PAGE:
As the prospect of a Chapter 9 Bankruptcy looms over Detroit, many are wondering what will become of the city.
We spoke with Forbes.com contributor Micki Maynard and the Detroit News' Daniel Howes about restructuring the city and those who run it.
“It would be very difficult for the image of the city. It would be the largest municipal bankruptcy in the history of the country. It would probably last three years and be very unforgiving to the employees and residents,” said Howes.
Howes insisted that taxpayers would mostly likely have to fund the restructuring of the city.
“If Detroit were a corporation it would probably already be in bankruptcy. I don’t think this will get all the way to the finish line without the federal government weighing in in some way,” said Maynard.
“Under Chapter 9, the Tenth Amendment of the Constitution comes into play here. There are limits to what the federal government can do in terms of what it can tell states to do,” said Howes.
The question of who would run the city under the bankruptcy was of importance to Howes.
“It’s not clear who’s in charge. Because of the charter, you have a debtor. Who would the debtor be? Would it be City Council president?” Howes asked.
Bringing in the federal government could potentially reveal important information about Detroit’s political and economic past.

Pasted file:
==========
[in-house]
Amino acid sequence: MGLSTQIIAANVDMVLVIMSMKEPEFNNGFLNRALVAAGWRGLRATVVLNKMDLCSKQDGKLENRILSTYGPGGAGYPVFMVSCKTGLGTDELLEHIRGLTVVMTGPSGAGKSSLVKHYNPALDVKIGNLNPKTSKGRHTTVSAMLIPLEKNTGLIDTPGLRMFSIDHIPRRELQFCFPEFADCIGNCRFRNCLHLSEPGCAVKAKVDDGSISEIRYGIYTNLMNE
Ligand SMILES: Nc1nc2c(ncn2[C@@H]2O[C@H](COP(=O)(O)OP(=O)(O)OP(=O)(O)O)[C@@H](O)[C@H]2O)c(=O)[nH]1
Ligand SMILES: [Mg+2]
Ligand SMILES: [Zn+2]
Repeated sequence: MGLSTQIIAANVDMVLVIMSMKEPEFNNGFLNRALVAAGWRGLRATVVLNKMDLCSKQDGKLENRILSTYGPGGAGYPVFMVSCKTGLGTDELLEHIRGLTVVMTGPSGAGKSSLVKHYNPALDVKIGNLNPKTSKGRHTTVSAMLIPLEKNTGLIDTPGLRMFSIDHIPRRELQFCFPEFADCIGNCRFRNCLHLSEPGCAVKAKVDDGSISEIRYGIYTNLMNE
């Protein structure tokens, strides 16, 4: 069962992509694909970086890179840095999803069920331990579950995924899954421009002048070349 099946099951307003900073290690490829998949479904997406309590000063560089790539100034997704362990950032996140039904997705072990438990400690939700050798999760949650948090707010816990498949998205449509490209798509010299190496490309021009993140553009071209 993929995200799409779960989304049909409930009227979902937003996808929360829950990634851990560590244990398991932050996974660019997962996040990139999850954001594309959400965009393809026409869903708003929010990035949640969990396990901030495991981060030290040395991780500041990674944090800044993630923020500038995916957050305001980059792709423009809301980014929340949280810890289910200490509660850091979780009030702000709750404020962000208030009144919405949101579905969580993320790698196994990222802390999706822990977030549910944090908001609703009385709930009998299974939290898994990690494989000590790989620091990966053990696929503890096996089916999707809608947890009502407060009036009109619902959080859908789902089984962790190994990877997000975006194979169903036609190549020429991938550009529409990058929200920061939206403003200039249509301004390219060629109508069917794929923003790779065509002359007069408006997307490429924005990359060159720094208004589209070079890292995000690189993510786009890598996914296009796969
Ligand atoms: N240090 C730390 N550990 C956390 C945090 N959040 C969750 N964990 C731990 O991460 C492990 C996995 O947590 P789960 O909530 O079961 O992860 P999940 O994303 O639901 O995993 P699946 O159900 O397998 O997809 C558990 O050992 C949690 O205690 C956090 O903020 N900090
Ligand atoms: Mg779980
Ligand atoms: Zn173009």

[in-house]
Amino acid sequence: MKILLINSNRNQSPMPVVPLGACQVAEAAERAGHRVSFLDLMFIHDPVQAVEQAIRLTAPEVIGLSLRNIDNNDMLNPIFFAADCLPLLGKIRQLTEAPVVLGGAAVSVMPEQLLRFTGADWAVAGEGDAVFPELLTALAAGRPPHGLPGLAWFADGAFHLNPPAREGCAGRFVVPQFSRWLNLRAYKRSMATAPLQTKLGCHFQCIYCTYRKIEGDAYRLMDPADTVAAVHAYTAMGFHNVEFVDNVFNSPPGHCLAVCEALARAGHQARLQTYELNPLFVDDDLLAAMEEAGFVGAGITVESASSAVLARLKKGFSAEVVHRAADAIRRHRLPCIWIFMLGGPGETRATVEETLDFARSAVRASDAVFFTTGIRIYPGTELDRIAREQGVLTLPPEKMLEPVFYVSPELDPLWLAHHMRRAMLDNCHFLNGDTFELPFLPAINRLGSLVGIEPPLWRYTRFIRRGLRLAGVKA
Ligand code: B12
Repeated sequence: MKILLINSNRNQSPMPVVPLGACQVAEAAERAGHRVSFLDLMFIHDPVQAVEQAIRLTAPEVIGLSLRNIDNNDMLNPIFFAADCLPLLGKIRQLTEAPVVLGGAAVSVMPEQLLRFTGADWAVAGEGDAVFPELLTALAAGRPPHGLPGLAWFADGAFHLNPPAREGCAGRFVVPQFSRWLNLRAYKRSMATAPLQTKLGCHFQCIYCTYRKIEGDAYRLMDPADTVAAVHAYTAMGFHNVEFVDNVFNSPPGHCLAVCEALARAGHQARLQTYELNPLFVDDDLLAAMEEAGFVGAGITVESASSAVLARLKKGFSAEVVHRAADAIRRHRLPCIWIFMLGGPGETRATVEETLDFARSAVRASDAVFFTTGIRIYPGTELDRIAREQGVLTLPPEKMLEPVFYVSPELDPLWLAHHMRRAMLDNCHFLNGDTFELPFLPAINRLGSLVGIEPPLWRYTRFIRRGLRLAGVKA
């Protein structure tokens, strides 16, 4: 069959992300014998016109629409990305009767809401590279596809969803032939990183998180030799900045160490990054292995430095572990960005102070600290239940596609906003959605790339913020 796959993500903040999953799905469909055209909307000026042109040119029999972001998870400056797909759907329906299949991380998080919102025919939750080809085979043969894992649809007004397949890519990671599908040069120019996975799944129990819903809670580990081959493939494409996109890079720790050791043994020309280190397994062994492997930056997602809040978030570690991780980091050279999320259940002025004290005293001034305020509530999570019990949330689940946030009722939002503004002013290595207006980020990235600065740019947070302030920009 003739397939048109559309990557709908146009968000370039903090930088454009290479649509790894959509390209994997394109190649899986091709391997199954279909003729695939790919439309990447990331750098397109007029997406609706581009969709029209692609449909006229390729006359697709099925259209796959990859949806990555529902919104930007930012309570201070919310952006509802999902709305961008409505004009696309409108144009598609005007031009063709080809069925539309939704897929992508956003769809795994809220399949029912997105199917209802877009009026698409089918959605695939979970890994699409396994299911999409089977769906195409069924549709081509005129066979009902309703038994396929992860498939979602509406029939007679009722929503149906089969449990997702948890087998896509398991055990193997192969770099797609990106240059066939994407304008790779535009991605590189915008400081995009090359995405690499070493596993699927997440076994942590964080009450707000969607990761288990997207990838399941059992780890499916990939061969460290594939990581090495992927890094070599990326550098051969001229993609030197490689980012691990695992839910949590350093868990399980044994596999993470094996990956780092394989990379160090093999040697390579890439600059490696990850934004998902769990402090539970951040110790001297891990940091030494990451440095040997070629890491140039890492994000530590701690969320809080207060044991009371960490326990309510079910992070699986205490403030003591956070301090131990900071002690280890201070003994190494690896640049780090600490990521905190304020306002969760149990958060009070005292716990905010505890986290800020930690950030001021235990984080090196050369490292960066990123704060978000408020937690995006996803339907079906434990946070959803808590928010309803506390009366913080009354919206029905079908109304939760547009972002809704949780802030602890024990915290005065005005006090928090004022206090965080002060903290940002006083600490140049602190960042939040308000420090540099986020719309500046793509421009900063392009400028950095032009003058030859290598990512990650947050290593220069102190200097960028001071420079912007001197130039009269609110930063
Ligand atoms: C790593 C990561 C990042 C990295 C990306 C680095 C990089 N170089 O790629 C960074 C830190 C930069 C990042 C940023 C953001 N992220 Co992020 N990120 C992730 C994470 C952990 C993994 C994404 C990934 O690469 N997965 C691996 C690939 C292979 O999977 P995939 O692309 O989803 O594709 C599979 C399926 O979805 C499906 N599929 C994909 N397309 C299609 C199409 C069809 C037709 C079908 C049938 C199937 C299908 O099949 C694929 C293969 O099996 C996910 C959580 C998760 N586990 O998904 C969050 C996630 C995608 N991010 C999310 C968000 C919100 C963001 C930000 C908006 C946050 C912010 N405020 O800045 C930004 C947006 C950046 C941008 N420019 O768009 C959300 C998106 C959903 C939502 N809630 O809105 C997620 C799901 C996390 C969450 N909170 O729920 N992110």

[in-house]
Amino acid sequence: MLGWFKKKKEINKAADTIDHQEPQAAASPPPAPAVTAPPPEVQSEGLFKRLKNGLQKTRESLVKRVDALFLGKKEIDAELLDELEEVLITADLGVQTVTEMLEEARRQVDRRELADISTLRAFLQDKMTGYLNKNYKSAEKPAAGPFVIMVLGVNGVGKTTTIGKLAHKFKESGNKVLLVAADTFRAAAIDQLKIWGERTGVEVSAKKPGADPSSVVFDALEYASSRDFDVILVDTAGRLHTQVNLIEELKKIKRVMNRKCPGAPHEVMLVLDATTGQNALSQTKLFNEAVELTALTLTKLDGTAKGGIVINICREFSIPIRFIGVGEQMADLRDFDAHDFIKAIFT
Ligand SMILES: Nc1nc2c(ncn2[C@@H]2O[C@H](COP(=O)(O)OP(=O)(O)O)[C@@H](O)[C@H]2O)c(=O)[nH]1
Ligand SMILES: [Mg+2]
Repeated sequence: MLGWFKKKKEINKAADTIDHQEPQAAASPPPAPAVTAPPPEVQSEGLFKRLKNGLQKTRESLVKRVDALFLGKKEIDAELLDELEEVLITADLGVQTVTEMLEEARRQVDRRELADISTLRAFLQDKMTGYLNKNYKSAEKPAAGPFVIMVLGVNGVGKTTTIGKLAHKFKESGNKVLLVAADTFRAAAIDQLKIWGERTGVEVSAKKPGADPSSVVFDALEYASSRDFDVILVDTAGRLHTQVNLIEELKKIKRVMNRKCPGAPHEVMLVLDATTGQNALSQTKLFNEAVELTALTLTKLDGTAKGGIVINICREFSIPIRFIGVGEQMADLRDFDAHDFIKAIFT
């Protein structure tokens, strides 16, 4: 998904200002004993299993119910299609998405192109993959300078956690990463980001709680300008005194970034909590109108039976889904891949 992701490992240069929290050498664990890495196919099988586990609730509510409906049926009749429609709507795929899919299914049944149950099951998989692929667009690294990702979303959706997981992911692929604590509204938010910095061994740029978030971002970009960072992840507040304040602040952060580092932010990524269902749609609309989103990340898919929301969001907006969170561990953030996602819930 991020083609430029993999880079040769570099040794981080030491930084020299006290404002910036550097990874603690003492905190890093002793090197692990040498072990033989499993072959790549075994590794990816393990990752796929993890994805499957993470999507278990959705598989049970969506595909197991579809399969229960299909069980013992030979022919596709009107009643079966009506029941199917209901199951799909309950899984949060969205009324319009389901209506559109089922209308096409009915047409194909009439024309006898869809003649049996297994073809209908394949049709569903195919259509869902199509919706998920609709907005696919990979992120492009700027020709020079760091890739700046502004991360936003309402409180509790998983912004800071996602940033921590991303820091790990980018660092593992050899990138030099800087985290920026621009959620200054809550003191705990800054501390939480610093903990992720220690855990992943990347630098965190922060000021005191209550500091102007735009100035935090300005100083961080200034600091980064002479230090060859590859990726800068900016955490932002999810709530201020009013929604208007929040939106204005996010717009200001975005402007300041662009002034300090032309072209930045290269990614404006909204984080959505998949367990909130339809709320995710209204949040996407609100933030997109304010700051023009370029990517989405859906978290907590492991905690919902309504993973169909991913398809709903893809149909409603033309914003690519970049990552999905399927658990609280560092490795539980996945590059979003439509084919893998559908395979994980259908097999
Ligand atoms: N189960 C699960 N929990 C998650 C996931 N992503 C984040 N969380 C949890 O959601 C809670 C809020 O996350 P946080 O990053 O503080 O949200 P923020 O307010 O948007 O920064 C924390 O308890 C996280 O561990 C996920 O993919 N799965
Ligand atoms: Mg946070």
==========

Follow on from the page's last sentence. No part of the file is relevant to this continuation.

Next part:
“If you get the federal courts involved, we will get more transparency on the Detroit situation,” said Maynard.
Maynard added she could see the reconstruction occurring for the next decade.
Howes insisted this is a time of great urgency for Governor Snyder.
“The Governor historically has thought Detroit’s not going to go bankrupt. And this week he’s begun to be more open about the prospect. I think Rick Snyder faces a number of difficult issues that will define his governorship,” said Howes.
“This bankruptcy of the city is a one-time historic opportunity for a municipal restructuring. You’re going to have a room filled with Detroit VIP’s who all have the same objective: They want to see this city fixed,” said Maynard.
Maynard pointed to two characteristics she feels are telling of Detroit’s future plans.
“If you see no action on the emergency manager law and you see payless paydays, that’s what gets us closer to the decision of a Detroit bankruptcy,” said Maynard.
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